The US National Institute of Allergy and Infectious Diseases hopes that a monoclonal antibody may provide a means of reducing the impact of malaria.
Malaria parasite transmission to mosquitoes relies on the uptake of sexual stage parasites during a blood meal and subsequent formation of oocysts on the mosquito midgut wall. Transmission-blocking vaccines (TBVs) and monoclonal antibodies (mAbs) target sexual stage antigens to interrupt human-to-mosquito transmission and may form important tools for malaria elimination.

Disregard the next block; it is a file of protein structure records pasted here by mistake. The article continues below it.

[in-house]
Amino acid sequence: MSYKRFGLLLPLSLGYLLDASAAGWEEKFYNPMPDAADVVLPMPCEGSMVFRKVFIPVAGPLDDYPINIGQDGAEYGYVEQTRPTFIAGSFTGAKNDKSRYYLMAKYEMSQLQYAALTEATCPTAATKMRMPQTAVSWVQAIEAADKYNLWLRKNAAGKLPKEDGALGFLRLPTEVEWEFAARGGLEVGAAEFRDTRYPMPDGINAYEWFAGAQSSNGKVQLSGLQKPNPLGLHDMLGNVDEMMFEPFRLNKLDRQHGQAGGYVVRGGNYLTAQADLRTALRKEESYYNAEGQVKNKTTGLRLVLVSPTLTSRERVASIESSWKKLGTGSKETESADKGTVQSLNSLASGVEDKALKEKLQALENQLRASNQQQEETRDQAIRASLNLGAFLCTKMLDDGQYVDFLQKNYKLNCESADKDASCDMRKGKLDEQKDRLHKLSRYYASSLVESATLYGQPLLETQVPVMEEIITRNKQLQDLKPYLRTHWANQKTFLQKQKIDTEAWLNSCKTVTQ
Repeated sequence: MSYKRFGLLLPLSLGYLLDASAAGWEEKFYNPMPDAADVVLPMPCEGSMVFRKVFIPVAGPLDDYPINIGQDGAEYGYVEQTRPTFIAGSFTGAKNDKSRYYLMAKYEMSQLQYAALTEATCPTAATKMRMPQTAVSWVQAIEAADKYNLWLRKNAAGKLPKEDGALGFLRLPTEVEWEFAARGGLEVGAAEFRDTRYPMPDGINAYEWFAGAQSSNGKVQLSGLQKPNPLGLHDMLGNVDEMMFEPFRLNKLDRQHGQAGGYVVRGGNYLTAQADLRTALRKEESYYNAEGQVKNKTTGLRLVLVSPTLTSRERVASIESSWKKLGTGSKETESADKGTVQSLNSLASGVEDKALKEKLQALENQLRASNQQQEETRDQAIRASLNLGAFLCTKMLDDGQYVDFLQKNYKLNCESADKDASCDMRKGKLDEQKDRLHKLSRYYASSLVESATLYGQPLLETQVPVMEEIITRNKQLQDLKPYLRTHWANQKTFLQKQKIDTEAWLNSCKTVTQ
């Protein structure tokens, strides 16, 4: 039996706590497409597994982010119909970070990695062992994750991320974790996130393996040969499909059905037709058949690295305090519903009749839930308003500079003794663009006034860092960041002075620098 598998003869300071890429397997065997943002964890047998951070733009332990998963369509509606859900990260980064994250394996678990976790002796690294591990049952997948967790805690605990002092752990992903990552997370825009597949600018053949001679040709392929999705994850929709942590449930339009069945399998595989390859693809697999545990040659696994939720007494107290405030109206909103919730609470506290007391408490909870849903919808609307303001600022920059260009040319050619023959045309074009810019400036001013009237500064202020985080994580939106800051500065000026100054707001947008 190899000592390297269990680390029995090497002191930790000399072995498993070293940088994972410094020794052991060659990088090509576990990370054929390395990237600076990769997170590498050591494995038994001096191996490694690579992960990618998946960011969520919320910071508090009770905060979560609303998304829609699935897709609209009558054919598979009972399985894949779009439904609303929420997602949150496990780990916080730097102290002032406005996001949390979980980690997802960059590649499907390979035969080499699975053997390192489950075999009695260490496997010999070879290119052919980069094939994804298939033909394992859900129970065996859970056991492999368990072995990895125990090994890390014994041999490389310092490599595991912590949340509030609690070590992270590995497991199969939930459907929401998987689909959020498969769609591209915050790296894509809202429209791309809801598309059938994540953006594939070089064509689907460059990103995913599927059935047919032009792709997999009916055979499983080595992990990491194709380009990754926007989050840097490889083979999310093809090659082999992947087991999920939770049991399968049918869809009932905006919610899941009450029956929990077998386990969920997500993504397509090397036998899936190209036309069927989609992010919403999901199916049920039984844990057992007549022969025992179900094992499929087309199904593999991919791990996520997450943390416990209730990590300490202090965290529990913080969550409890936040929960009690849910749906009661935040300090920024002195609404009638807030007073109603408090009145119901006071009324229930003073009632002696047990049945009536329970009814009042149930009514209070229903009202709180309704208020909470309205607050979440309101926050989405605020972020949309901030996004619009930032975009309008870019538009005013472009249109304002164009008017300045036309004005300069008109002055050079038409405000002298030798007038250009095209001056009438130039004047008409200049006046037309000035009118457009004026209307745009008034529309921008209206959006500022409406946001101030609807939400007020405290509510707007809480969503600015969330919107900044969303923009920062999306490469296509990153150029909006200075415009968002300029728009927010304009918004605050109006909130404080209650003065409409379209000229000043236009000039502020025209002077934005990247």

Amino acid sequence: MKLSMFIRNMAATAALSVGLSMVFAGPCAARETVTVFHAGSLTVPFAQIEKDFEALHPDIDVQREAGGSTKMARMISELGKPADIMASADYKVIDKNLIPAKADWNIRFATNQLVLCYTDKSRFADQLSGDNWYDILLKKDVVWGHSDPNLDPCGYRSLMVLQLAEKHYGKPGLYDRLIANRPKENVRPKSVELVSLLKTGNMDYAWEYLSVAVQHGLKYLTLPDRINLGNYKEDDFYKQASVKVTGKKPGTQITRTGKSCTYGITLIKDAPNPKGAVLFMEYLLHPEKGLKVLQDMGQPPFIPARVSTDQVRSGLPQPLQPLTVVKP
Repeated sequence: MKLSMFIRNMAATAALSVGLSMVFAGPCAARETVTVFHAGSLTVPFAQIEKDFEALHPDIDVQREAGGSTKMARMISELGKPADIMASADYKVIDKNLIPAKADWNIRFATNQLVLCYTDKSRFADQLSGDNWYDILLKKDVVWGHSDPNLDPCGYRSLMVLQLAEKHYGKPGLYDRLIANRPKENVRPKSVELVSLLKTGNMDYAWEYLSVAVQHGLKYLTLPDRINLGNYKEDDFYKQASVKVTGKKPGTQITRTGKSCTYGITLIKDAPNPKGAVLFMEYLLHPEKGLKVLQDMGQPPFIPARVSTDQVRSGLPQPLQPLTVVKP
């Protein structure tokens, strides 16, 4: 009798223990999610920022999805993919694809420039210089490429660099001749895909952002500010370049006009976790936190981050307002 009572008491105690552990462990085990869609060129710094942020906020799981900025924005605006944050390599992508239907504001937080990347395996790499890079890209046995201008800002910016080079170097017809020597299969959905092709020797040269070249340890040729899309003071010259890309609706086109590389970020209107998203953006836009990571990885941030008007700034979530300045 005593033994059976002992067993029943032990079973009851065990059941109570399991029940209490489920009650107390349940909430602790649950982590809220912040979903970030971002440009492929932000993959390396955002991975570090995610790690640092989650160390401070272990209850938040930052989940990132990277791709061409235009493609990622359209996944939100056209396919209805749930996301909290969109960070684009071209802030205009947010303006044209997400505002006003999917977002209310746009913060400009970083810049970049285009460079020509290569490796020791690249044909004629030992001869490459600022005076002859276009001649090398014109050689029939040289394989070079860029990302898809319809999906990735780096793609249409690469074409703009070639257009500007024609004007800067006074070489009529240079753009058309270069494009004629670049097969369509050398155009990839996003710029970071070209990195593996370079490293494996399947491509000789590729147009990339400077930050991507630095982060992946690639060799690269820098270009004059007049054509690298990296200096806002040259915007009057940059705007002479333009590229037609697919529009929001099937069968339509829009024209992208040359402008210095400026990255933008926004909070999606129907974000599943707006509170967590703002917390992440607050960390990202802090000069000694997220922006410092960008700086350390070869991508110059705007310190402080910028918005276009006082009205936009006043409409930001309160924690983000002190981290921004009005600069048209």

New strategies are needed to reduce the incidence of malaria, and promising approaches include the development of vaccines and monoclonal antibodies (mAbs) that target the circumsporozoite protein (CSP). To select the best candidates and speed development, it is essential to standardize preclinical assays to measure the potency of such interventions in animal models.